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Author: Subject: Preparation of azlactone of 3,4,5-trimethoxybenzaldehyde with in-situ acetic anhydride synthesis
DrDevice
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[*] posted on 7-7-2018 at 01:14
Preparation of azlactone of 3,4,5-trimethoxybenzaldehyde with in-situ acetic anhydride synthesis


I have recently been experimenting with the preparation of the azlactones (or oxazolones) from aromatic aldehydes. They are relatively straightforward to synthesize, but with the drawback that the necessary acetic anhydride can be difficult to obtain.

Looking at the azlactone synthesis, it can be seen that both acetic anhydride and sodium acetate are required. As I have acetyl chloride and sodium acetate, I decided to try preparing the acetic anhydride in situ with the action of acetyl chloride on an excess of sodium acetate, leaving the sodium chloride by-product in place for the rest of the reaction.

The most relevant published paper to this procedure is "Azlactone of alpha-benzoylamino-beta-(3,4-dimethoxyphenyl)-acrylic acid", Org Syn Coll V2 p55 (1943), doi 10.15227/orgsyn.013.0008, but there are quite a large of number of similar published preparations. For example, there are papers on the process on vanillin and substituted vanillin, which I have also performed successfully.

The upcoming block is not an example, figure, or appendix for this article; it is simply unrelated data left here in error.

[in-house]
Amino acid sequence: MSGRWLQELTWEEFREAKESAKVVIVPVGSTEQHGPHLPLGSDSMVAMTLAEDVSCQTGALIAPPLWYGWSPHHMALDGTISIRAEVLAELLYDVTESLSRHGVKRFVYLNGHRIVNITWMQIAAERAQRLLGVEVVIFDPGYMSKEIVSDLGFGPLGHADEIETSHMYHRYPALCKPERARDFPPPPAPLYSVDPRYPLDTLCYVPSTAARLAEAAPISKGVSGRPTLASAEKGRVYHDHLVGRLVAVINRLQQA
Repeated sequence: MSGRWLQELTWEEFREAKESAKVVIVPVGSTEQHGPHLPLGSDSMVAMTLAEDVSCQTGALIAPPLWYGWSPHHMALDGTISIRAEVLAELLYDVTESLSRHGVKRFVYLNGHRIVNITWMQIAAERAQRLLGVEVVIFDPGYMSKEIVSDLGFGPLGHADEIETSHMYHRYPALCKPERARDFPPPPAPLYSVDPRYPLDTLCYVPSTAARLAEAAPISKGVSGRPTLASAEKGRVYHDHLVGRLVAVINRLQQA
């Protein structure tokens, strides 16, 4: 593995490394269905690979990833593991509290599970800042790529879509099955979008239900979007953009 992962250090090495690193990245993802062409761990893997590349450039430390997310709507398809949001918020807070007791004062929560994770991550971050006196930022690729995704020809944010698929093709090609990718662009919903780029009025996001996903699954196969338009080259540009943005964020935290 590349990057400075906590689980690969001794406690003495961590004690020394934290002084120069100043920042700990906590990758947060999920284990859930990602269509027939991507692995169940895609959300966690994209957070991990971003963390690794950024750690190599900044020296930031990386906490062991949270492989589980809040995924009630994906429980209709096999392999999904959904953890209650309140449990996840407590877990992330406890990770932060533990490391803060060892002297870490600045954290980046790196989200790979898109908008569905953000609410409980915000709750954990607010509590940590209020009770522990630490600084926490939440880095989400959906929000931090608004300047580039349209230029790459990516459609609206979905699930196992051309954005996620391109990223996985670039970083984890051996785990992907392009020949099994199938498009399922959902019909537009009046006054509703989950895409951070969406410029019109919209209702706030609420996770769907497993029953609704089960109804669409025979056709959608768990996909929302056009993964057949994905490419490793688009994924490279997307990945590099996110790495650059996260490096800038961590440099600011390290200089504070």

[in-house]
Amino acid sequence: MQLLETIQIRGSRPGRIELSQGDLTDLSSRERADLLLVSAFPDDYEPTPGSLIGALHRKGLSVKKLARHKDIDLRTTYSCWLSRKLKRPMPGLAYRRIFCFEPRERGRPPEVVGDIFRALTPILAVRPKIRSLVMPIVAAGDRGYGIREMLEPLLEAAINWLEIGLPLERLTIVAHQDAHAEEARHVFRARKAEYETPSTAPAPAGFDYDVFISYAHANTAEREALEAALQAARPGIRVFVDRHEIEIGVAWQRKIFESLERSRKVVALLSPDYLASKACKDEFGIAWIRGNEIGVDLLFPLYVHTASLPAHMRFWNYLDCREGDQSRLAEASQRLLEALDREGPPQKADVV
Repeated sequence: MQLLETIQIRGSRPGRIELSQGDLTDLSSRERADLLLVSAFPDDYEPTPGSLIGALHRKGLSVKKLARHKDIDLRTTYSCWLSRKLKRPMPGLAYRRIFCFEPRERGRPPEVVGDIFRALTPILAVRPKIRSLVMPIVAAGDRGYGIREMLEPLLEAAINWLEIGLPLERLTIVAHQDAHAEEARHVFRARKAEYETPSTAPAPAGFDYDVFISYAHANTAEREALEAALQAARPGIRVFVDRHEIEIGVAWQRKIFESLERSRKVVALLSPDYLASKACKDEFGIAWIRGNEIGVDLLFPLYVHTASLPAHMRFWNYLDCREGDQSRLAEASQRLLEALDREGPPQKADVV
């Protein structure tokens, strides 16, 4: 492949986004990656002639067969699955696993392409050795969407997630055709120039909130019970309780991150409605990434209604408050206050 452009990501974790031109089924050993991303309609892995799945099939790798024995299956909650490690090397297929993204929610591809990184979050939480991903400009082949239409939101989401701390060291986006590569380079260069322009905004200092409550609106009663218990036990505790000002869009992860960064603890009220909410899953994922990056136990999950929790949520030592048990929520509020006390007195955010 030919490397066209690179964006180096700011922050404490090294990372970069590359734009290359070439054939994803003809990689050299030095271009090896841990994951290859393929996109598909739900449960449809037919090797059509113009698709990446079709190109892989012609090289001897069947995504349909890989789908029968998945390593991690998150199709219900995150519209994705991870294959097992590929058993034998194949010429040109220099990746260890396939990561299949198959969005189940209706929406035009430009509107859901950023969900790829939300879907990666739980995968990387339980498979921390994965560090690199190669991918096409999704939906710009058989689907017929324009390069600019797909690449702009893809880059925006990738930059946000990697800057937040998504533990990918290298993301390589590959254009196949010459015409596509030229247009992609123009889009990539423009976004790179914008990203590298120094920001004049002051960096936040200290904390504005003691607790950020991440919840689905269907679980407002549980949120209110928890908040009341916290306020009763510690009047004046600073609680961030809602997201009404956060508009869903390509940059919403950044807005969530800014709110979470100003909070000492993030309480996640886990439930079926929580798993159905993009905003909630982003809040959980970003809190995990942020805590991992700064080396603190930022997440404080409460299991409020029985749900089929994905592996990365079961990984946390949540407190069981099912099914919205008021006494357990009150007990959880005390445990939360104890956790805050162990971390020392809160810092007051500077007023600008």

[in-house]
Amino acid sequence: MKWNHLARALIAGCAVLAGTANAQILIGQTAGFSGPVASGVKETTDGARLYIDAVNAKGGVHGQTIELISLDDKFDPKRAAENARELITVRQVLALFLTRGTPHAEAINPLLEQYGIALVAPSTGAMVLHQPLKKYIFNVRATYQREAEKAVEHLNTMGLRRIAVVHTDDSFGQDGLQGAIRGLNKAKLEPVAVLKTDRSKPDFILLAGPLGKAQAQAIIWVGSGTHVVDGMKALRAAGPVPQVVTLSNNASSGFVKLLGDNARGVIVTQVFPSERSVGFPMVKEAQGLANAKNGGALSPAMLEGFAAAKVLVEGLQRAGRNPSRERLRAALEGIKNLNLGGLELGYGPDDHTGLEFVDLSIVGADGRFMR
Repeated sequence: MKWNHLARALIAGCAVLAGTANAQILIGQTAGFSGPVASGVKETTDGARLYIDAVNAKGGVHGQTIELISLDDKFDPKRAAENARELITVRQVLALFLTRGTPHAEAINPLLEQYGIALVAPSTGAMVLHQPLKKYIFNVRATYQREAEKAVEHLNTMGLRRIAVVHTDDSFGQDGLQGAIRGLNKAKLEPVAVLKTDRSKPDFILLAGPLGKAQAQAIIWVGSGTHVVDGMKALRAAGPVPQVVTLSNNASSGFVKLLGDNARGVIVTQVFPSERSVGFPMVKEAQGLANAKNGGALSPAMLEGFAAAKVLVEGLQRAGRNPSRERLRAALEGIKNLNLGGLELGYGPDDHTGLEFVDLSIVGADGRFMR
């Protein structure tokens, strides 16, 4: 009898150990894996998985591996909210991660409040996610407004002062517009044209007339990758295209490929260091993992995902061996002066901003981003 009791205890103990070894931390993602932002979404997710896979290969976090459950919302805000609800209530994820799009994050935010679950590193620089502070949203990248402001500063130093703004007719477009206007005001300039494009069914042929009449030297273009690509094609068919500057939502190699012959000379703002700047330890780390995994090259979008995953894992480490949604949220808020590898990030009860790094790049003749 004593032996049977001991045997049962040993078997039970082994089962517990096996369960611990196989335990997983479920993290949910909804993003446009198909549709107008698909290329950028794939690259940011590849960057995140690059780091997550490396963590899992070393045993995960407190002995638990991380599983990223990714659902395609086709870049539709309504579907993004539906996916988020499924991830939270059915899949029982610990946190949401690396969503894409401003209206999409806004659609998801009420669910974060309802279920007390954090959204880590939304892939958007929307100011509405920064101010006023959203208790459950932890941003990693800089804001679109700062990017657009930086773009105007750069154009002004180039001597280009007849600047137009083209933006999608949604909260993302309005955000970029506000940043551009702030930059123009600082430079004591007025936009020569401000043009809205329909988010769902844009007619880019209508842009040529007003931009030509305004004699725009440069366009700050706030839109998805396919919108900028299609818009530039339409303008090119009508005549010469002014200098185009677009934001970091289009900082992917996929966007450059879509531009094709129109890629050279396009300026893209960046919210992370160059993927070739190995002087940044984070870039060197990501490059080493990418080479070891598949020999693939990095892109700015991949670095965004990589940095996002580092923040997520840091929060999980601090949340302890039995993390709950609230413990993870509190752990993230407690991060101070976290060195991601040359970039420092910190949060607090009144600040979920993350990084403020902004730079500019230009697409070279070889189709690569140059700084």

Procedure

36.2g (0.44 mol) of anhydrous sodium acetate was placed in a 2-necked 250ml flask set up with a dropping funnel, a reflux condenser and magnetic stir bar and placed in an oil bath that was initially at room temperature. The top of the reflux condenser was capped with a calcium chloride drying tube.

24.8g (0.32 mol) of acetyl chloride was placed in the dropping funnel and allowed to drip at a rate of about 1 drop per second into the slowly stirring sodium acetate powder. A thick paste forms over several minutes, and the stir bar occasionally "jams" during the process.

On completion of the addition of the acetyl chloride, the oil bath temperature is set to 60C and the mixture is heated for 30 minutes with stirring. Only a small amount of the solid sodium acetate is mixing at this point, most is caked on the wall of the flask.

After 30 minutes, the flask is opened and the caked solid is pushed down to the bottom of the flask as much as possible from the flask walls.

12.4g (.069 mol) of Hippuric acid and 12.42g (0.063 mol) of 3,4,5-trimethoxybenzaldehyde is added, the dropping funnel and reflux condenser is removed, but the calcium chloride tube is re-connected in place of the reflux condenser. The oil bath temperature is set to 90C.

The thick pasty mixture soon develops a yellow tinge, and magnetic stirring becomes increasingly difficult and the stir bar can stall, but the reaction continues nonetheless.

After 90 minutes, the reaction is complete, as indicated by TLC (1:3 EtOAc:hexane) showing elimination of all the 3,4,5-TMBA. The mixture is now a vivid yellow-orange colour. It is allowed to cool to room temperature.

On cooling, the mixture in the flask is quite solid, Water is added, and some effort must be used to break the product into lumps small enough to remove from the flask.

The reaction products are placed in a beaker with cold water and stirred until all large pieces are broken up. Clearly visible is the yellow-orange azlactone suspended in the water. The azlactone is filtered and washed twice with water.